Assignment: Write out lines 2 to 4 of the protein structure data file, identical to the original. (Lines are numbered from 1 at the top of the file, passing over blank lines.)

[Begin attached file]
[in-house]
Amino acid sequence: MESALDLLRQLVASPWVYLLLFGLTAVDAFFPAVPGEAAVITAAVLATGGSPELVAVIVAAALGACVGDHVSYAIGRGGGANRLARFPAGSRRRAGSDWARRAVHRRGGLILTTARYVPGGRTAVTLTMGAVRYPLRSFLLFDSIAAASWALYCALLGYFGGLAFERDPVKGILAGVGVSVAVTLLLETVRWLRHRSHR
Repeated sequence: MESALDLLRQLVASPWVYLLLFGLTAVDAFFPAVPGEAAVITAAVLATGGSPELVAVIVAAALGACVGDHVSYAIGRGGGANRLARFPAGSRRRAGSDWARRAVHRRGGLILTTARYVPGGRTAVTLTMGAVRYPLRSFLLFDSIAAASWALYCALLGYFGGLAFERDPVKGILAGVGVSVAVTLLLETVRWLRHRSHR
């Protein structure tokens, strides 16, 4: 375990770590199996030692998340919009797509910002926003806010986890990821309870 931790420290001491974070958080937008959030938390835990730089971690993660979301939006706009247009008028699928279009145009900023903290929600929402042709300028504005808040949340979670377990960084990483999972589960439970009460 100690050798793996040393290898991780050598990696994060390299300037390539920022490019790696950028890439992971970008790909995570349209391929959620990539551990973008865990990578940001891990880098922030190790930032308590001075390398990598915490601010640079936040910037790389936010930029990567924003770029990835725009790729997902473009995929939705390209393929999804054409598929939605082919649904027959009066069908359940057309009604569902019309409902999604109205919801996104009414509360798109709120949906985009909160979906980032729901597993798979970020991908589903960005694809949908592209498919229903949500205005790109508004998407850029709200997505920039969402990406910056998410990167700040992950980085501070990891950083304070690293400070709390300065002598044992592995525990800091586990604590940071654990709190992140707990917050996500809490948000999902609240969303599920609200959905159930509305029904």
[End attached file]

Amino acid sequence: MESALDLLRQLVASPWVYLLLFGLTAVDAFFPAVPGEAAVITAAVLATGGSPELVAVIVAAALGACVGDHVSYAIGRGGGANRLARFPAGSRRRAGSDWARRAVHRRGGLILTTARYVPGGRTAVTLTMGAVRYPLRSFLLFDSIAAASWALYCALLGYFGGLAFERDPVKGILAGVGVSVAVTLLLETVRWLRHRSHR
Repeated sequence: MESALDLLRQLVASPWVYLLLFGLTAVDAFFPAVPGEAAVITAAVLATGGSPELVAVIVAAALGACVGDHVSYAIGRGGGANRLARFPAGSRRRAGSDWARRAVHRRGGLILTTARYVPGGRTAVTLTMGAVRYPLRSFLLFDSIAAASWALYCALLGYFGGLAFERDPVKGILAGVGVSVAVTLLLETVRWLRHRSHR
């Protein structure tokens, strides 16, 4: 375990770590199996030692998340919009797509910002926003806010986890990821309870 931790420290001491974070958080937008959030938390835990730089971690993660979301939006706009247009008028699928279009145009900023903290929600929402042709300028504005808040949340979670377990960084990483999972589960439970009460 100690050798793996040393290898991780050598990696994060390299300037390539920022490019790696950028890439992971970008790909995570349209391929959620990539551990973008865990990578940001891990880098922030190790930032308590001075390398990598915490601010640079936040910037790389936010930029990567924003770029990835725009790729997902473009995929939705390209393929999804054409598929939605082919649904027959009066069908359940057309009604569902019309409902999604109205919801996104009414509360798109709120949906985009909160979906980032729901597993798979970020991908589903960005694809949908592209498919229903949500205005790109508004998407850029709200997505920039969402990406910056998410990167700040992950980085501070990891950083304070690293400070709390300065002598044992592995525990800091586990604590940071654990709190992140707990917050996500809490948000999902609240969303599920609200959905159930509305029904």